In response to the cultural objection, Sonderegger tells us we can’t be blinkered historicists. Yes, culture impacts our theological discourse, but it is not an imaginative or conceptual prison out of which we cannot escape. Sonderegger’s intellectual sympathy translating medieval concerns into modern ones in a way is an outstanding example of that. (As a side-note, though: Mary Douglas has suggested that the best analogy for Leviticus’s theology of “atoning” for the altar is, in fact, Medieval honor societies.)
But the second half of the quote begins to answer the second objection, which is to simply to challenge Anselm’s formula as straightforwardly false. I have to confess, the “infinite honor of the person” to the “infinite offense” formula was not always appealing to me. Considering the unique relation in which one stands to a parent or some other beloved highlights the propriety of a proportionate reckoning of offense against persons.
Your neighbor is a person worthy of respect, kindness, and so forth; there is a real obligation. Your mother, though? She gave birth to you. Fed you. Cleaned you. Nurtured you. Your obligation to her as a person outstrips your debt to your neighbor inestimably. How much more, then, your obligation to God your Maker, who created you and sustains your very being with a loving intimacy that is sui generis? Such an obligation must be absolute.
Sonderegger elaborates on this point:
Such a “personal calculation” remains notoriously difficult to fix. Anselm wisely refrains from offering a mechanism for weighing such loving fealty. Rather he appeals once again to our intuitions. When we fervently admit—“we would do anything for her!”—we do not offer an enumerated list of the tasks we would undertake for the beloved, nor do we aim to express the conviction that fifteen acts of love would be far more acceptable than twelve. We intend something far more tangible, earthy, and global than all that. Our deeds carry our heart: that is closer to the calculus here. The Good who is God outweighs infinite worlds of worlds: indeed, outstrips the good of saving them. God’s Goodness is Infinite, then—“positive Infinite,” in later scholastic terms. But unlike the negative form, the positive calculus remains ineffable. It is just who God is, what I mean by the very word “God,” that He is beyond any creaturely worth. Always he is greater: from this worshipping impulse springs the Name of God evoked in the Proslogion, “That than which none greater can be conceived.” (183)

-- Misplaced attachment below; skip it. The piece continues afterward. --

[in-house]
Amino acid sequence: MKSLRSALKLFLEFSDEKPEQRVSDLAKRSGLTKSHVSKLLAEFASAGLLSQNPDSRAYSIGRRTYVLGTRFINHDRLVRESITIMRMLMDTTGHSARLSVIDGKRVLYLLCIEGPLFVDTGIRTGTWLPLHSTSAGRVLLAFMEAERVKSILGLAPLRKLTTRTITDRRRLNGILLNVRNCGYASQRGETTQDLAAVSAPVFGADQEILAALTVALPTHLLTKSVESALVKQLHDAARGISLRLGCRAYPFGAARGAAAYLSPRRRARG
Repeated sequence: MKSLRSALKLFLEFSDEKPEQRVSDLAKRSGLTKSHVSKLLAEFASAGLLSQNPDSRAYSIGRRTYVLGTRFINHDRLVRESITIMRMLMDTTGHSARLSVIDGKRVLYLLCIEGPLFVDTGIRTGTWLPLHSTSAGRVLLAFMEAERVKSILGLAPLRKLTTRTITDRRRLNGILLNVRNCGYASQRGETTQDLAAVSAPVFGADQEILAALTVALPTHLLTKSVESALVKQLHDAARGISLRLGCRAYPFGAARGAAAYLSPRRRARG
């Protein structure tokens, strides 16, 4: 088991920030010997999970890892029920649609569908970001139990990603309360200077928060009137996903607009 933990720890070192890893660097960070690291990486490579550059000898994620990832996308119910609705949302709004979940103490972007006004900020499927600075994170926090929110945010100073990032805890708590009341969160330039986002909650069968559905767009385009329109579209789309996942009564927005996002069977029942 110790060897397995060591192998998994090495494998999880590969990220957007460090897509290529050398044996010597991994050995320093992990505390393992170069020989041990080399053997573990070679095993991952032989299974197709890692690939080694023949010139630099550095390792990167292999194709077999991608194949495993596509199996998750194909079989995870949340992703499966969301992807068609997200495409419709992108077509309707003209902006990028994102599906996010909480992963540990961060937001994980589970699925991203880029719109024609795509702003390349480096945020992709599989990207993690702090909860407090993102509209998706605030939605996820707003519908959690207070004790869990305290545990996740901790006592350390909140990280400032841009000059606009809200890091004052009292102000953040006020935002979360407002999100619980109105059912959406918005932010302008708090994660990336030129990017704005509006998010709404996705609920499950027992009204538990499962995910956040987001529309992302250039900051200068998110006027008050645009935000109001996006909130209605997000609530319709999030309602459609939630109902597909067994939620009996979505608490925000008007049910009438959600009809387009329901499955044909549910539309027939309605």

This quote highlights something else we need consider. When thinking of the weight of the offense of sin against God, we can’t limit it merely to his “irreplaceable significance” to our lives in terms of his creative provision. There is also the simple beauty of God’s being in himself.
Return back to the analogy of an offense against your mother. It’s not just that she’s your mother who has done all of these wonderful things—it is the recognition that she herself, in her person beyond her relationship to you, is simply wonderful, who deservedly provokes a response of “loving fealty.” In that sense, it’s not just a matter of saying, “you did that to your own mother?”, in a generalizable sense of “we all owe our mothers a debt,” but that your own mother in particular is wonderful in a way demands a universal respect.
I’ll leave things here for now, but this is just one small sample of the way Sonderegger’s essay is a model of sympathetic exposition and the possibilities of an atonement theology which retrieves the insights past teachers without merely repeating them.
Soli Deo Gloria